The Merseyside Community Rehabilitation Company pulled out all the stops yesterday evening after being contacted by a prison about the release of a man this morning suspected of having COVID-19.
The 53-year-old, from Liverpool, was released at 9am today after serving a sentence for shop theft. His release address was at his 80-year-old mother’s house and therefore became untenable because she was at risk of contracting the virus from him.
To further complicate the task, the man is on a methadone prescription to help his recovery from drug misuse. He has progressed well in prison but arranging the prescription on a Friday to see him through to Monday while also arranging food and toiletries made the case especially tough.
Carla Jones, Community Director at the Community Rehabilitation Company (CRC), worked with the CRC’s Integrated Through the Gate (ITTG) team through the night and this morning after being notified about the release at 7pm yesterday evening.
A partnership of agencies including the prison, CRC, National Probation Service, local drug and alcohol services and CRC volunteers all worked together to provide the necessary support.
During the evening the CRC secured the man emergency accommodation and arranged for his medication to be dropped off by a pharmacist. The prison gave him a mobile telephone and today has driven him to the destination to ensure he did not travel by public transport and risk infecting other people.
Rachel McCarthy, manager of the CRC’s ITTG team, said: “I am hugely proud of the work we have undertaken, together with our partner agencies, to secure this man safe temporary accommodation while he waits for his COVID-19 test results.
“It is unusual to have such a short space of time to arrange alternative measures for people being released from prison, but our team of highly skilled professionals did a tremendous job to make sure everything was in place to let him to hit the ground running.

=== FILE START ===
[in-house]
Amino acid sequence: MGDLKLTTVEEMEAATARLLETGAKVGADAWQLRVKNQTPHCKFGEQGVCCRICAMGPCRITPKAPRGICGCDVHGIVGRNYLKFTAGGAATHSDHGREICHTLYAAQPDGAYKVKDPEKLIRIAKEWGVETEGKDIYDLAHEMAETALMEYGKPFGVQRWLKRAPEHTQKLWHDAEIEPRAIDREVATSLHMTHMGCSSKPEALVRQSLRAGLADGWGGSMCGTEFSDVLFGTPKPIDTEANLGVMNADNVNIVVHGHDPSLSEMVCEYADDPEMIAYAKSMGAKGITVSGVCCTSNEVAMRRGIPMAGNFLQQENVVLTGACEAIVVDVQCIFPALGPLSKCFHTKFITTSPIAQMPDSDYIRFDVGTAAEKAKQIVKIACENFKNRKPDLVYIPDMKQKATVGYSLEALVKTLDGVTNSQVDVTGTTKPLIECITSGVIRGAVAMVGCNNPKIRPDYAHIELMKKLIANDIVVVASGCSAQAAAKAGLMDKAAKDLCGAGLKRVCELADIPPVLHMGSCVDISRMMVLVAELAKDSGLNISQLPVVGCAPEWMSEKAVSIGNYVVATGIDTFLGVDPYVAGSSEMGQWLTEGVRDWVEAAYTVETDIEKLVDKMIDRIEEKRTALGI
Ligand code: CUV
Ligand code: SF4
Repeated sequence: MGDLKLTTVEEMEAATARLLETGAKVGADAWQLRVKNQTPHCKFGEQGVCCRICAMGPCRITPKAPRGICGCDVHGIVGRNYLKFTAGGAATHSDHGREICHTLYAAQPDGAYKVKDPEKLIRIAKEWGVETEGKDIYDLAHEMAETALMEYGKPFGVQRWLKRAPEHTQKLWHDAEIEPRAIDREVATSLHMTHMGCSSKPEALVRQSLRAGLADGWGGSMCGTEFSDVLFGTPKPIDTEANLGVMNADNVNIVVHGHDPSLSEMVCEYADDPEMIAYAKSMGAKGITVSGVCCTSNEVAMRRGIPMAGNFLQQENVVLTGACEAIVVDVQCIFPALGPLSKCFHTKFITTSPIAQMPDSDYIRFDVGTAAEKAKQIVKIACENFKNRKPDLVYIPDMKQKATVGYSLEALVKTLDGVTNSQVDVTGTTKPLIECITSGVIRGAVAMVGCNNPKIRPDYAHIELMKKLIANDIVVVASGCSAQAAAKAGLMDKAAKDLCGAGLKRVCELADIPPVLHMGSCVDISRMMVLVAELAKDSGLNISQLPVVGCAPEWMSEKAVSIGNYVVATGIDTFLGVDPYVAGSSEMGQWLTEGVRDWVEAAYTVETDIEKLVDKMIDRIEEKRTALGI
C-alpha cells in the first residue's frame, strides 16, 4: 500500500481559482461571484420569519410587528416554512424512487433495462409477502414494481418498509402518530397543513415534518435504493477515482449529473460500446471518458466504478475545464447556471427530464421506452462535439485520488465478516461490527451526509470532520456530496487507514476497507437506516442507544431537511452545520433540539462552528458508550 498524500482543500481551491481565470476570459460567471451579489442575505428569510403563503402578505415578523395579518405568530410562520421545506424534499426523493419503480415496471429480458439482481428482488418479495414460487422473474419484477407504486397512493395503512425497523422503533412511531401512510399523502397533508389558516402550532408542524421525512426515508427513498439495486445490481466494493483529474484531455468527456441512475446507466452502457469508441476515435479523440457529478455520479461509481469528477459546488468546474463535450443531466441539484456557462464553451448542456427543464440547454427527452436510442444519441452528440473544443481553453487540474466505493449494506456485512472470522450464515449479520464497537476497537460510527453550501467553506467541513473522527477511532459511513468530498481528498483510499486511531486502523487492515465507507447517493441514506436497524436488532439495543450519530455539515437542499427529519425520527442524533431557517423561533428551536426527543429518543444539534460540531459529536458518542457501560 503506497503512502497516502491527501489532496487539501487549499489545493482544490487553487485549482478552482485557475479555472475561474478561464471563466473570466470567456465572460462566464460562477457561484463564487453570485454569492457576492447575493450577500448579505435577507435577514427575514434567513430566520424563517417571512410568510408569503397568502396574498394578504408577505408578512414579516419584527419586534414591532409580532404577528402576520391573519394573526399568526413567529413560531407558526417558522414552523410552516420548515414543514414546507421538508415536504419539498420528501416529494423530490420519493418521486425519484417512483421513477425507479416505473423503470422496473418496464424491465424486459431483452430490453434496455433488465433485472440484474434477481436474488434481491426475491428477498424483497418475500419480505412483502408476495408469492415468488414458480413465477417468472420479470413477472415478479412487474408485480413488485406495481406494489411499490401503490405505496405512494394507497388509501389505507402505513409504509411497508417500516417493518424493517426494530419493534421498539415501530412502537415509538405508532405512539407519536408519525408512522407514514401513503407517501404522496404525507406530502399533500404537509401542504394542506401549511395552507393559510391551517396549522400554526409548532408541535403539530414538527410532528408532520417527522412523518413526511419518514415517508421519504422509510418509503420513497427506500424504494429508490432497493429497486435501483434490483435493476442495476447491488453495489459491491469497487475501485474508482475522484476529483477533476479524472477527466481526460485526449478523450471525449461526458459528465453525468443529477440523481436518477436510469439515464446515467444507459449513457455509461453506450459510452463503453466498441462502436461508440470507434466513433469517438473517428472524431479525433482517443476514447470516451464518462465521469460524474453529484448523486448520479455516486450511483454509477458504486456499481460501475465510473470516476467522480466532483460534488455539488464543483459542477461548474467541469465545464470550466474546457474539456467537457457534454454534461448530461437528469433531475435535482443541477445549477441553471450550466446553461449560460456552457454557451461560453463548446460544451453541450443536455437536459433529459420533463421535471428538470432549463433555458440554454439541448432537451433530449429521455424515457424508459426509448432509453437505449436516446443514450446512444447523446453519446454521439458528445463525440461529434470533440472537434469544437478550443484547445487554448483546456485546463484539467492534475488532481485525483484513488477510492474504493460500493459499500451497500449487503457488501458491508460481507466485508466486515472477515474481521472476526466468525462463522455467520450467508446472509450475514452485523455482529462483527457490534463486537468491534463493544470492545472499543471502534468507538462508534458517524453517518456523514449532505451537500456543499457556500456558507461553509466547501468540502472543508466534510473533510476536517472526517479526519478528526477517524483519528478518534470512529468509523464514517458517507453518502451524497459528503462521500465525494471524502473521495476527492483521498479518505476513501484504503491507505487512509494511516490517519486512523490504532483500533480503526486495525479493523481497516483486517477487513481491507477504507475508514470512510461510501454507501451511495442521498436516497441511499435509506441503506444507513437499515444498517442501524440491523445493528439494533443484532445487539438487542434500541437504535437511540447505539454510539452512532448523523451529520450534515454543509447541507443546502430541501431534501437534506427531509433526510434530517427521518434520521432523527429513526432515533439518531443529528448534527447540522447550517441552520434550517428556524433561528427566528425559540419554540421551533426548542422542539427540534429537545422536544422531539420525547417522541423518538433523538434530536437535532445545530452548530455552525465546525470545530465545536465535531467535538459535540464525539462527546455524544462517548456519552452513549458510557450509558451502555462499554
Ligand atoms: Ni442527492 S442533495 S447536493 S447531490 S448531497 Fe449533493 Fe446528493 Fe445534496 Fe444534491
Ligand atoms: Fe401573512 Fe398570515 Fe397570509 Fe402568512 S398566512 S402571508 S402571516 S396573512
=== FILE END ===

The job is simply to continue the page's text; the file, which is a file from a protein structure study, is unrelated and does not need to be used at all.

“It could so easily have been the case that he’d have been homeless, with no food and without his medication. That’s just setting people up to fail. My team is here to support people, many of whom are vulnerable, and to help them stop re-offending.”
The man has 233 convictions for shop theft committed to fund an addiction, but he successfully quit drugs in prison.
Carla said: “He has done well in prison and we were all desperate to give him the best platform we could to continue that progress.
“The actions that my team, health professionals and the prison have done have made sure that the public is protected from someone who needs to be isolating because of COVID-19 and have supported the gentleman so that he has everything he needs.
“All the evidence shows, and this is confirmed by my own experience, that the first 24-hours post release are critically important. If you can get the support right as soon as people leave the prison gates, that gives them a fighting chance to make positive changes to their lives.”
The ITTG team successfully applied for funding from Her Majesty’s Prison and Probation Service’s Homeless Prevention Trust which was created when the pandemic started to provide money for people facing homelessness post custodial release. They also carried out a risk assessment of the accommodation to ensure the gentleman can isolate.
Carla added: “The fund’s aim is to reduce the number of homeless people we have on our streets during COVID-19. I am delighted the funds were made available at such short notice.
“While this is the first time that we’ve had to react to a case like this, I believe as the pandemic continues it won’t be the last. Assuring that we have the right processes and contingency plans in place is crucial, and our activity in a difficult situation shows that we are heading in the right direction.”